Another Chinese Spy Plane Buzzes Korea's Air Defense Zone

  • By Jun Hyun-suk

    April 30, 2018 10:19

    Another Chinese military plane flew into Korea's air defense identification zone without warning on Saturday, the day after the latest inter-Korean summit.

    It approached about 74 km east of Gangneung, Gangwon Province before turning back. It was third such incursion this year. The aircraft entered the zone northwest of the submerged rocks of Ieo around 10:45 a.m. Saturday, according to the Joint Chiefs of Staff here.

    It is presumed to have been a Y-9 intelligence gathering aircraft capable of monitoring electronic communications. It flew first through an area between Jeju and Ieo, coming much closer to actual Korean airspace than on previous occasions.

    Air defense identification zones are not territorial airspace, but by convention any planes entering them have to identify themselves to the country that claims them.

    China has territorial designs on Ieo, but because the shelf is permanently under water, the International Maritime Organization does not recognize it as territory that can be claimed.

    The aircraft passed over the Korea Strait and then turned north southeast of Pohang, North Gyeongsang Province around 12:10 p.m. It turned south around 12:45 p.m. and flew back along the same route and finally left the zone around 2:30 p.m.

    The Korean military scrambled F-15K and other fighter jets to intercept it, which at one stage came within a few hundred meters of the Chinese aircraft.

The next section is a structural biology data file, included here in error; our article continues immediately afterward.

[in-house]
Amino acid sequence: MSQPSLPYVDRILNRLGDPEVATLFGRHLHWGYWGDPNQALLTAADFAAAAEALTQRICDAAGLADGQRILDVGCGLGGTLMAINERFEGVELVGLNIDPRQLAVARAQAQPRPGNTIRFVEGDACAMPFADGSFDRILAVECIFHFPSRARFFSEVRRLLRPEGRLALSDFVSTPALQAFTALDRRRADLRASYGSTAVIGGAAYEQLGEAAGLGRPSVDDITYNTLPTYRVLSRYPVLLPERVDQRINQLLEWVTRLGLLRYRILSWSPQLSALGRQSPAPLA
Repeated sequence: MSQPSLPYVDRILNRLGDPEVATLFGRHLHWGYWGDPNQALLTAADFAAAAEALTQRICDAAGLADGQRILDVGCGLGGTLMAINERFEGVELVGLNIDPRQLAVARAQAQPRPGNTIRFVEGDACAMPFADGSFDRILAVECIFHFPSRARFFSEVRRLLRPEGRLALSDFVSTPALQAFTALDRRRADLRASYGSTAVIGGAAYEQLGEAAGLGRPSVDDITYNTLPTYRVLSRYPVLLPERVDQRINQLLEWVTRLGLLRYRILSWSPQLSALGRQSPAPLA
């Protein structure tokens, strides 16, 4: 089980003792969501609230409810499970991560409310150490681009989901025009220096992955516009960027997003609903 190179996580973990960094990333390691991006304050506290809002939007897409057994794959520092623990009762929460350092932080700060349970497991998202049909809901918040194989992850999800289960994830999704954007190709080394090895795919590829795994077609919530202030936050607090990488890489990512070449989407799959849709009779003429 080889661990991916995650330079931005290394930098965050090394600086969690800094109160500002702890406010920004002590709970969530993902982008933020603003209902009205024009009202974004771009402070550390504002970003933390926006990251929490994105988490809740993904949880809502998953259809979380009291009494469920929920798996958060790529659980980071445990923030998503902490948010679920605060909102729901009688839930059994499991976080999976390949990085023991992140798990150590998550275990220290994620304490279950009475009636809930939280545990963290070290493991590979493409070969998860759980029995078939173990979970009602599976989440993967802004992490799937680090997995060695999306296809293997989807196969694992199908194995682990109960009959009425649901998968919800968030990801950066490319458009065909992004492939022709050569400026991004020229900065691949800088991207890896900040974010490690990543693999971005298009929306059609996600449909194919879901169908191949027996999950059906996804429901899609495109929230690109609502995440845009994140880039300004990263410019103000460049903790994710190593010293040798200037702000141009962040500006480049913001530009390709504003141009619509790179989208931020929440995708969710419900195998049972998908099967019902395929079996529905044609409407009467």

The Korean military warned the broadcasting center of China's Northern Military Region as well as the pilot to turn back. But China replied it will continue routine training in international airspace under the international law.

    There is speculation that Beijing is trying to make its military presence known ahead of mooted negotiations of a peace treaty formally ending the Korean War and a North Korea-U.S. summit next month.

    "China will increase military activities to counter the U.S. in Northeast Asia," said Park Byung-kwang of the Institute for National Security Strategy. "It's highly likely that China will first put pressure on South Korea by monitoring the Korean Peninsula and carrying out military exercises nearby."

    The Defense Ministry here summoned Du Nongyi, a military attaché of the Chinese Embassy in Seoul, to lodge a protest, and the Foreign Ministry summoned Chinese Ambassador Qiu Guohong.

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